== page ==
The following is a summary of “Attenuating the atopic march: Meta-analysis of the dupilumab atopic dermatitis database for incident allergic events,” published in the MARCH 2023 issue of Allergy & Immunology by Geba, et al.

The term “atopic march” describes the progression of allergic disorders from childhood to adolescence. Typically, atopic dermatitis (AD), food allergies, and airway problems come before a broader or exacerbated spectrum of allergic diseases develops. No intervention has proven to change its trajectory. For a study, researchers sought to determine the rate of acquisition or worsening of allergic events in patients with atopic dermatitis (AD) treated with dupilumab versus placebo.

Allergy-related events were categorized into 17 allergy categories, and IgE changes from baseline were defined. The rate of new or worsened events was considered one step of the atopic march. The incidence rate ratios (IRRs) of dupilumab versus placebo were assessed through meta-analysis.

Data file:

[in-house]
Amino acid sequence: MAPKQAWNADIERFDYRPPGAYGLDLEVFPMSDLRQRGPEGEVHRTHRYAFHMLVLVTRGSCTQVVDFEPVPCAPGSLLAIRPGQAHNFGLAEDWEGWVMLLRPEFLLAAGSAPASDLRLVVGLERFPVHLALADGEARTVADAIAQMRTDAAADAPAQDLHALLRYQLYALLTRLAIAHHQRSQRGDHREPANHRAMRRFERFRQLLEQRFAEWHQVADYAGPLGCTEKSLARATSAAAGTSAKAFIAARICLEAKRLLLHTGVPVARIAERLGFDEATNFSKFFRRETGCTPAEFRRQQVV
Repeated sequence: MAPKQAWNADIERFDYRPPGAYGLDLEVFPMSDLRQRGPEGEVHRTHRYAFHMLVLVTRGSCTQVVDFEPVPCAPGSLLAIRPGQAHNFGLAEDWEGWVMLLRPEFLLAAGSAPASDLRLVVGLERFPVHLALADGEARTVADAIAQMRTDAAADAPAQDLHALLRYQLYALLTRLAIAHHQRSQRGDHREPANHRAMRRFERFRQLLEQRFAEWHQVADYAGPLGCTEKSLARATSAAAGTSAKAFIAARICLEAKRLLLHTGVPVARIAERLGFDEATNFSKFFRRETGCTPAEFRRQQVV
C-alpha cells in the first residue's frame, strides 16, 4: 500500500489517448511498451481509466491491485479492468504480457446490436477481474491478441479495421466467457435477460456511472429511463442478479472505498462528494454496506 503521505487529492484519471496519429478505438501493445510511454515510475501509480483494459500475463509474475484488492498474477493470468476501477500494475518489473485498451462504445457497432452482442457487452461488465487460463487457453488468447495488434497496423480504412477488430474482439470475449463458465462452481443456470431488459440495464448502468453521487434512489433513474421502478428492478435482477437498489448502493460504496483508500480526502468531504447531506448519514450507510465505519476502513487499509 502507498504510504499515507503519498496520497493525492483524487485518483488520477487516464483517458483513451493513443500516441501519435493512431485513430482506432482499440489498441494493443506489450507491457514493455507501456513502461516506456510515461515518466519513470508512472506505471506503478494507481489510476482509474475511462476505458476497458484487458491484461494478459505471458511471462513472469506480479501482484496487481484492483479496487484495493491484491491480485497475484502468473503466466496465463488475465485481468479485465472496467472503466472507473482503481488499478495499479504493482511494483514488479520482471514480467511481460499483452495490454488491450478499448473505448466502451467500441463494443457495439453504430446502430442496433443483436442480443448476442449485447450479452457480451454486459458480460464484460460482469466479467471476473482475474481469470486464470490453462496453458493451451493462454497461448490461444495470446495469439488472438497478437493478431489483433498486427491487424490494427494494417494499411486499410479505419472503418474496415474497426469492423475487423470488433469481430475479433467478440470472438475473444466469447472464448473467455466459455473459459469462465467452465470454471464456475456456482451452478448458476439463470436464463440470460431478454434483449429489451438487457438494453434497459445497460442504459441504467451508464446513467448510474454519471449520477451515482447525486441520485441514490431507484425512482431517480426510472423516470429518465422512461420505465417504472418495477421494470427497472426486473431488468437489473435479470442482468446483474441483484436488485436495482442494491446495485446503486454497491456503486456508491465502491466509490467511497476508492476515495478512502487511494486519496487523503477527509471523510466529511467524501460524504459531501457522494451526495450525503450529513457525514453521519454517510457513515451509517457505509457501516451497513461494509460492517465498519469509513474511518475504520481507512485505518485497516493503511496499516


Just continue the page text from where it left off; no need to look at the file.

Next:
A total of 1,359 patient-years were included from 12 clinical trials of AD (n=2,296 dupilumab, n=1,229 placebo, median age 35 years) with a duration of 4 to 52 weeks. The median age of AD onset was two years. The baseline allergic disease burden was comparable between the groups. Dupilumab reduced the risk of new or worsening allergies by 34% (IRR 0.66; 95% CI, 0.52-0.84) and new allergies by 37% (IRR 0.63; 95% CI, 0.48-0.83) compared to placebo. Including the IgE category shift further reduced the IRR for combined new or worsening allergies by 54% (IRR 0.46; 95% CI, 0.36-0.57). Treatment benefits were sustained during off-treatment follow-up.

In adult and adolescent patients with inadequately controlled AD, allergic conditions suggestive of the atopic march were acquired or worsened. Treatment with dupilumab reduced the incidence of new or worsened allergic events compared to placebo, and this benefit was sustained during off-treatment follow-up. The inclusion of the IgE category shift in the analysis further increased the apparent benefit.